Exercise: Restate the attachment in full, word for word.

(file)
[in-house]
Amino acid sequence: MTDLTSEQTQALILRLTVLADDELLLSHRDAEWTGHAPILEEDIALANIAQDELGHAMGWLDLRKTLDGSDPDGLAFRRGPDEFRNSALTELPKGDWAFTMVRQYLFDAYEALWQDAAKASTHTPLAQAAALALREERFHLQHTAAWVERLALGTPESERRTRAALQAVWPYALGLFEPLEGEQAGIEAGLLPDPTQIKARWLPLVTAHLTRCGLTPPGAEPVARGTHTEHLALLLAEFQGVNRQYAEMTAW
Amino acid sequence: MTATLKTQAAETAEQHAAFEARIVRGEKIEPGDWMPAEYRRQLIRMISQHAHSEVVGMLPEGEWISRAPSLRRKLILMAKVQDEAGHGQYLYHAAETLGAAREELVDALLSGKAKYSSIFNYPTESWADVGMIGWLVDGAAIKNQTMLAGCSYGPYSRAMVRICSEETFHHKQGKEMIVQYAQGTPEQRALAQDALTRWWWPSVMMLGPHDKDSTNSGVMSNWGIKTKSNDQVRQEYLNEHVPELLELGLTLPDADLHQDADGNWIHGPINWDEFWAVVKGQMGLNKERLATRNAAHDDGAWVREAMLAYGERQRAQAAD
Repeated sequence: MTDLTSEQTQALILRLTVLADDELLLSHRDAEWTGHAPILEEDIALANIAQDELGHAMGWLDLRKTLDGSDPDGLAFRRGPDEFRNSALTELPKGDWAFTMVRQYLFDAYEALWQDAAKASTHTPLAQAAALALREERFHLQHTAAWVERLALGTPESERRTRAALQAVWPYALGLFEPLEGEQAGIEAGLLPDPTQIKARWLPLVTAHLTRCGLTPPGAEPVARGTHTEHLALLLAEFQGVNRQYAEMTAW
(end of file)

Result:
[in-house]
Amino acid sequence: MTDLTSEQTQALILRLTVLADDELLLSHRDAEWTGHAPILEEDIALANIAQDELGHAMGWLDLRKTLDGSDPDGLAFRRGPDEFRNSALTELPKGDWAFTMVRQYLFDAYEALWQDAAKASTHTPLAQAAALALREERFHLQHTAAWVERLALGTPESERRTRAALQAVWPYALGLFEPLEGEQAGIEAGLLPDPTQIKARWLPLVTAHLTRCGLTPPGAEPVARGTHTEHLALLLAEFQGVNRQYAEMTAW
Amino acid sequence: MTATLKTQAAETAEQHAAFEARIVRGEKIEPGDWMPAEYRRQLIRMISQHAHSEVVGMLPEGEWISRAPSLRRKLILMAKVQDEAGHGQYLYHAAETLGAAREELVDALLSGKAKYSSIFNYPTESWADVGMIGWLVDGAAIKNQTMLAGCSYGPYSRAMVRICSEETFHHKQGKEMIVQYAQGTPEQRALAQDALTRWWWPSVMMLGPHDKDSTNSGVMSNWGIKTKSNDQVRQEYLNEHVPELLELGLTLPDADLHQDADGNWIHGPINWDEFWAVVKGQMGLNKERLATRNAAHDDGAWVREAMLAYGERQRAQAAD
Repeated sequence: MTDLTSEQTQALILRLTVLADDELLLSHRDAEWTGHAPILEEDIALANIAQDELGHAMGWLDLRKTLDGSDPDGLAFRRGPDEFRNSALTELPKGDWAFTMVRQYLFDAYEALWQDAAKASTHTPLAQAAALALREERFHLQHTAAWVERLALGTPESERRTRAALQAVWPYALGLFEPLEGEQAGIEAGLLPDPTQIKARWLPLVTAHLTRCGLTPPGAEPVARGTHTEHLALLLAEFQGVNRQYAEMTAW